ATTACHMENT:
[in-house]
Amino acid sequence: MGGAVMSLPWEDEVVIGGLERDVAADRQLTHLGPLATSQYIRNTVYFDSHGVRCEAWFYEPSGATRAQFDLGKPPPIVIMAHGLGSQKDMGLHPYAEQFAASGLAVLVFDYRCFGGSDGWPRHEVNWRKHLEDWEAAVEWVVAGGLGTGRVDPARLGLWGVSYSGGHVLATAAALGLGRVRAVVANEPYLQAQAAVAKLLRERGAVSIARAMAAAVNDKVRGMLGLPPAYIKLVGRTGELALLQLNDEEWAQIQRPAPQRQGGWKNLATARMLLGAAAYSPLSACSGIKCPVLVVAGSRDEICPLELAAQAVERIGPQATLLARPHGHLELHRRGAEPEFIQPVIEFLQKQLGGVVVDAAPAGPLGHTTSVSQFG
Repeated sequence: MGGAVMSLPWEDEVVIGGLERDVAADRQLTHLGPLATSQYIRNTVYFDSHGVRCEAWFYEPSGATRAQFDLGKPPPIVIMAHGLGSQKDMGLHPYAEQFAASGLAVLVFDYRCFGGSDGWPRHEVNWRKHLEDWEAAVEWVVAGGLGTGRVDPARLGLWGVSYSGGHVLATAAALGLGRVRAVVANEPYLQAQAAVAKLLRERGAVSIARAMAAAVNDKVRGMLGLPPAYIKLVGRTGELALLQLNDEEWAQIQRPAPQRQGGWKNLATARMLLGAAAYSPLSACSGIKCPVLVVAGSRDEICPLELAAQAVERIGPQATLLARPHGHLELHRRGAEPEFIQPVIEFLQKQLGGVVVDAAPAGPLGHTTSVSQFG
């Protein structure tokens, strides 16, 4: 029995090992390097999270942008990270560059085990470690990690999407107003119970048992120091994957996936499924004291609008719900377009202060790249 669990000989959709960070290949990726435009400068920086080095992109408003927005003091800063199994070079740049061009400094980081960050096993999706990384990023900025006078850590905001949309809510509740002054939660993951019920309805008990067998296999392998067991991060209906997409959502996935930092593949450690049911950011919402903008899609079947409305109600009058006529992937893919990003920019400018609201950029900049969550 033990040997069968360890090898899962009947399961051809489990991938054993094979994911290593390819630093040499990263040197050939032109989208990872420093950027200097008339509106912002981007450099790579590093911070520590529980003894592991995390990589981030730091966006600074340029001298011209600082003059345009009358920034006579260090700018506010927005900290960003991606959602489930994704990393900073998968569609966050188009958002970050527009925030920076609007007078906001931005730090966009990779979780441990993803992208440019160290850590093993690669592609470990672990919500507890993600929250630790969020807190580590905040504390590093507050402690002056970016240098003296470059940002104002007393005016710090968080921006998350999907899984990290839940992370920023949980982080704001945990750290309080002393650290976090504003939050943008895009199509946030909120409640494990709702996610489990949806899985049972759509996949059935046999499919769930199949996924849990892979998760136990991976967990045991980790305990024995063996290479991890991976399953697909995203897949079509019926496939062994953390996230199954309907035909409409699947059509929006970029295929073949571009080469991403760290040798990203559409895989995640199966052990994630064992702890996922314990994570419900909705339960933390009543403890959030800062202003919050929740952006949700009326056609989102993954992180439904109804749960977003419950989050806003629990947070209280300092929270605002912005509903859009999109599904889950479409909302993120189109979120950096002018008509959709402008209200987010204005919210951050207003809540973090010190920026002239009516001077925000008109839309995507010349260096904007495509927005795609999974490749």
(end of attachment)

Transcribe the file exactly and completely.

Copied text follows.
[in-house]
Amino acid sequence: MGGAVMSLPWEDEVVIGGLERDVAADRQLTHLGPLATSQYIRNTVYFDSHGVRCEAWFYEPSGATRAQFDLGKPPPIVIMAHGLGSQKDMGLHPYAEQFAASGLAVLVFDYRCFGGSDGWPRHEVNWRKHLEDWEAAVEWVVAGGLGTGRVDPARLGLWGVSYSGGHVLATAAALGLGRVRAVVANEPYLQAQAAVAKLLRERGAVSIARAMAAAVNDKVRGMLGLPPAYIKLVGRTGELALLQLNDEEWAQIQRPAPQRQGGWKNLATARMLLGAAAYSPLSACSGIKCPVLVVAGSRDEICPLELAAQAVERIGPQATLLARPHGHLELHRRGAEPEFIQPVIEFLQKQLGGVVVDAAPAGPLGHTTSVSQFG
Repeated sequence: MGGAVMSLPWEDEVVIGGLERDVAADRQLTHLGPLATSQYIRNTVYFDSHGVRCEAWFYEPSGATRAQFDLGKPPPIVIMAHGLGSQKDMGLHPYAEQFAASGLAVLVFDYRCFGGSDGWPRHEVNWRKHLEDWEAAVEWVVAGGLGTGRVDPARLGLWGVSYSGGHVLATAAALGLGRVRAVVANEPYLQAQAAVAKLLRERGAVSIARAMAAAVNDKVRGMLGLPPAYIKLVGRTGELALLQLNDEEWAQIQRPAPQRQGGWKNLATARMLLGAAAYSPLSACSGIKCPVLVVAGSRDEICPLELAAQAVERIGPQATLLARPHGHLELHRRGAEPEFIQPVIEFLQKQLGGVVVDAAPAGPLGHTTSVSQFG
């Protein structure tokens, strides 16, 4: 029995090992390097999270942008990270560059085990470690990690999407107003119970048992120091994957996936499924004291609008719900377009202060790249 669990000989959709960070290949990726435009400068920086080095992109408003927005003091800063199994070079740049061009400094980081960050096993999706990384990023900025006078850590905001949309809510509740002054939660993951019920309805008990067998296999392998067991991060209906997409959502996935930092593949450690049911950011919402903008899609079947409305109600009058006529992937893919990003920019400018609201950029900049969550 033990040997069968360890090898899962009947399961051809489990991938054993094979994911290593390819630093040499990263040197050939032109989208990872420093950027200097008339509106912002981007450099790579590093911070520590529980003894592991995390990589981030730091966006600074340029001298011209600082003059345009009358920034006579260090700018506010927005900290960003991606959602489930994704990393900073998968569609966050188009958002970050527009925030920076609007007078906001931005730090966009990779979780441990993803992208440019160290850590093993690669592609470990672990919500507890993600929250630790969020807190580590905040504390590093507050402690002056970016240098003296470059940002104002007393005016710090968080921006998350999907899984990290839940992370920023949980982080704001945990750290309080002393650290976090504003939050943008895009199509946030909120409640494990709702996610489990949806899985049972759509996949059935046999499919769930199949996924849990892979998760136990991976967990045991980790305990024995063996290479991890991976399953697909995203897949079509019926496939062994953390996230199954309907035909409409699947059509929006970029295929073949571009080469991403760290040798990203559409895989995640199966052990994630064992702890996922314990994570419900909705339960933390009543403890959030800062202003919050929740952006949700009326056609989102993954992180439904109804749960977003419950989050806003629990947070209280300092929270605002912005509903859009999109599904889950479409909302993120189109979120950096002018008509959709402008209200987010204005919210951050207003809540973090010190920026002239009516001077925000008109839309995507010349260096904007495509927005795609999974490749």